After a couple of years spent studying kung fu, Mark and I were now quite firmly fascinated by Qi and the many arts which held it as their guiding principle. It was perhaps inevitable then, that we should end up in a very special teashop in Miaoli County, Taiwan where, for a number of years, a group of artists and intellectuals of various disciplines had been gathering to drink strong tea and meditate on the effects it had on our respective consciousness’. A friend brought me there one afternoon, suggesting that if I were interested in Qi this place would likely be right up my alley. I remember asking, “So what’s tea really like?” To which I was told “You wouldn’t believe me if I told you - just come on and find out for yourself.”
This was the first real teashop I had ever really been into - apart from the English tea and cakes joints we have back in Victoria, BC. And while I still have affection for the Kipling Room and other such highly civilized institutions, this place was to be something else entirely. I still remember very clearly the first time I walked in the door - past the waterfall and through the doorway - over which hung calligraphy that read, “Only experts are permitted to know.” I couldn’t read this at the time, which is just as well as it wouldn’t have made any sense to me anyway.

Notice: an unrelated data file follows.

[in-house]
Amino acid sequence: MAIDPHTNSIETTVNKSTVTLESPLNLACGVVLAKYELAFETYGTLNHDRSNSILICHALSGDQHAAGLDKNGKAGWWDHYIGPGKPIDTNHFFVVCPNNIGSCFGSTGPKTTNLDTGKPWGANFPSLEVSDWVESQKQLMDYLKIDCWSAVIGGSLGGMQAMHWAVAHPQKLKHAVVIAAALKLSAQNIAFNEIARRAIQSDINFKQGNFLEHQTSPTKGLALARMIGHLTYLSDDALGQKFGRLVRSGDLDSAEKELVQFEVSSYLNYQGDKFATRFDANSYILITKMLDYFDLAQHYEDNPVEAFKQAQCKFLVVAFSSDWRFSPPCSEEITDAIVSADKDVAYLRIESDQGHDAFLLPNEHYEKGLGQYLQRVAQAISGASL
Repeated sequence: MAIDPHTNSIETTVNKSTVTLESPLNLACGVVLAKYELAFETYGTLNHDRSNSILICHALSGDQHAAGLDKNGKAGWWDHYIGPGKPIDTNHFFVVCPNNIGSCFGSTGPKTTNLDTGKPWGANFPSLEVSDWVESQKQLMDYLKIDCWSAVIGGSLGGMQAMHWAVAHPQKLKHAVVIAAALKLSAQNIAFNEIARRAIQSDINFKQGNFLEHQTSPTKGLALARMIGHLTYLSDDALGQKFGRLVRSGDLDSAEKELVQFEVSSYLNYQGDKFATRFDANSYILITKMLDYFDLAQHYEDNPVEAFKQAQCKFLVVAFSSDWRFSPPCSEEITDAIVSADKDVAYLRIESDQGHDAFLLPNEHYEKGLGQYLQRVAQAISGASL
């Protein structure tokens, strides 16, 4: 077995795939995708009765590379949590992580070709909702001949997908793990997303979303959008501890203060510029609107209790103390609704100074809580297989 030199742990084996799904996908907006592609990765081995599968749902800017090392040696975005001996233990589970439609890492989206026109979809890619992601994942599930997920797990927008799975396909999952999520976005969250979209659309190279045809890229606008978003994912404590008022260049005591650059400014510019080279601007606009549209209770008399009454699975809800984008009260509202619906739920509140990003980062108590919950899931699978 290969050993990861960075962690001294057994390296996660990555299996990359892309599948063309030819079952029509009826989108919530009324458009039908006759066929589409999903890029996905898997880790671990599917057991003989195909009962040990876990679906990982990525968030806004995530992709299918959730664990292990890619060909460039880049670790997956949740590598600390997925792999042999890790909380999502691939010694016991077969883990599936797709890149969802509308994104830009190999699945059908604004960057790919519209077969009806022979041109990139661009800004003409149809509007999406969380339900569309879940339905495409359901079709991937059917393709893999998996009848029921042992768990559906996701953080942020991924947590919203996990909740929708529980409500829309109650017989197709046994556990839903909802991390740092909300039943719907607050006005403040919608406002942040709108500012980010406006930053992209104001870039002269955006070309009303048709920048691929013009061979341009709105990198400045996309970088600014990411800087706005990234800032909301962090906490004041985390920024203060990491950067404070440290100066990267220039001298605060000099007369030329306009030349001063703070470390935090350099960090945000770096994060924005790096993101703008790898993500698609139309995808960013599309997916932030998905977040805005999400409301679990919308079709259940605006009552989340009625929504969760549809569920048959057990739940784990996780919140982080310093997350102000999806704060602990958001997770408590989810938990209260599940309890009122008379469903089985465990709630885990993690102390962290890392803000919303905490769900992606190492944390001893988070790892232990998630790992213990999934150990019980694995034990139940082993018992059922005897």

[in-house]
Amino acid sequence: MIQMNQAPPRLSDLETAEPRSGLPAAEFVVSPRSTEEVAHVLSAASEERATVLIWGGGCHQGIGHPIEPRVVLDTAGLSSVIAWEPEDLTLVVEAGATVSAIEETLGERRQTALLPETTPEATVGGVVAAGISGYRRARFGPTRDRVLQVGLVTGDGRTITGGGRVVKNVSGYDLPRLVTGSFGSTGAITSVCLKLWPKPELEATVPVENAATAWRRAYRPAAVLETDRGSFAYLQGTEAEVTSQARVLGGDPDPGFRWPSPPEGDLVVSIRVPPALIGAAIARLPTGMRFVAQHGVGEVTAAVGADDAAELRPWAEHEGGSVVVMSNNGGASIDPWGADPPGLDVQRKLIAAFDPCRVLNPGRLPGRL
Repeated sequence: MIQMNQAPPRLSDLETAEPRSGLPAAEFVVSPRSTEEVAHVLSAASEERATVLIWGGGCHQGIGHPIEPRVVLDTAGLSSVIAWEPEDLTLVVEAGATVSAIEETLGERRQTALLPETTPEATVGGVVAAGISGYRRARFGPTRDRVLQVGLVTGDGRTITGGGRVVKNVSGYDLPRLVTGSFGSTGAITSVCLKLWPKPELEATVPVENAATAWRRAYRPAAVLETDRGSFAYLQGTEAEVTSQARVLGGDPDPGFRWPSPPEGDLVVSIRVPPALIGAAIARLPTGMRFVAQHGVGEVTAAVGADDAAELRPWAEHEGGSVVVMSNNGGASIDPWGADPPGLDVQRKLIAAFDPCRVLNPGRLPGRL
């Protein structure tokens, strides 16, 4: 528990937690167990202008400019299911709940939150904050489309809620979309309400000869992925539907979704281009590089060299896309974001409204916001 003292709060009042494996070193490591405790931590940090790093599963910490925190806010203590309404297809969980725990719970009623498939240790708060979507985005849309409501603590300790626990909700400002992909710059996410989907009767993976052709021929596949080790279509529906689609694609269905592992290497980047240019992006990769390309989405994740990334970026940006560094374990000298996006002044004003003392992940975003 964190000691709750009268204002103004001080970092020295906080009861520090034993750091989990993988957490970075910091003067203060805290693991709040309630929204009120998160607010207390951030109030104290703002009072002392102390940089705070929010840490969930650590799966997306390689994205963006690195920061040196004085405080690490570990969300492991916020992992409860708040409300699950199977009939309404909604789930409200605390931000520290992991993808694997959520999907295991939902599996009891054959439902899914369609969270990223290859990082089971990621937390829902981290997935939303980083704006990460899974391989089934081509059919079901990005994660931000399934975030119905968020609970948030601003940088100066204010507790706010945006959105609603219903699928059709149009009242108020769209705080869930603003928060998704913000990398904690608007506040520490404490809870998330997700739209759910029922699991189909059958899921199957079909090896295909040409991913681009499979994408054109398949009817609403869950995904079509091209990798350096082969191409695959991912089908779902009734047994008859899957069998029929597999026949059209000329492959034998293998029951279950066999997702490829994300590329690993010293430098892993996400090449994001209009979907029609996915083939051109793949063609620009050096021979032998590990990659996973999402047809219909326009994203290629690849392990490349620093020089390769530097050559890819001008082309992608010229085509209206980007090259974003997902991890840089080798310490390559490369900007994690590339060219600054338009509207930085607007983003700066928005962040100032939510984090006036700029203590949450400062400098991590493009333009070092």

On a hot summer’s day, lightly touched by the spray from the manmade waterfall, I walked in and it was as if I was being washed over by a wave of humidity mixed with the smell of fermenting teacakes. More than this, as I stood there trying to take it all in, my whole body began to tingle as if under a very mild electric current. I had felt similar things before while practicing Qi gong, and immediately took it as a sign that I had come to the right place. It was the feeling of discovery, of finding something that you didn’t even know you were looking for. The tea only went further in confirming this initial impression.
It was really quite magical when I realized for the first time that I had absolutely no idea what tea was. It was a wondrous realization to make this discovery; something akin to Scrooge waking up on Christmas morning and asking the young boy on the street “have I missed Christmas?” only to realize that the day is still very much before me. It was much the same for Mark as I recall, and we would often drink tea together in the evenings after work and simply laugh in amazement that this really could be true. Could tea really be this good? It was as it turns out - though at the time we were just beginning to understand how deep its currents ran. I am still in the process of discovery - the mysteries of tea ever unfolding.
Tea is a most remarkable nectar - somehow different with each steeping. Though the difference is perhaps not so much the tea changing, as we ourselves are changing a little bit through every interaction with good tea.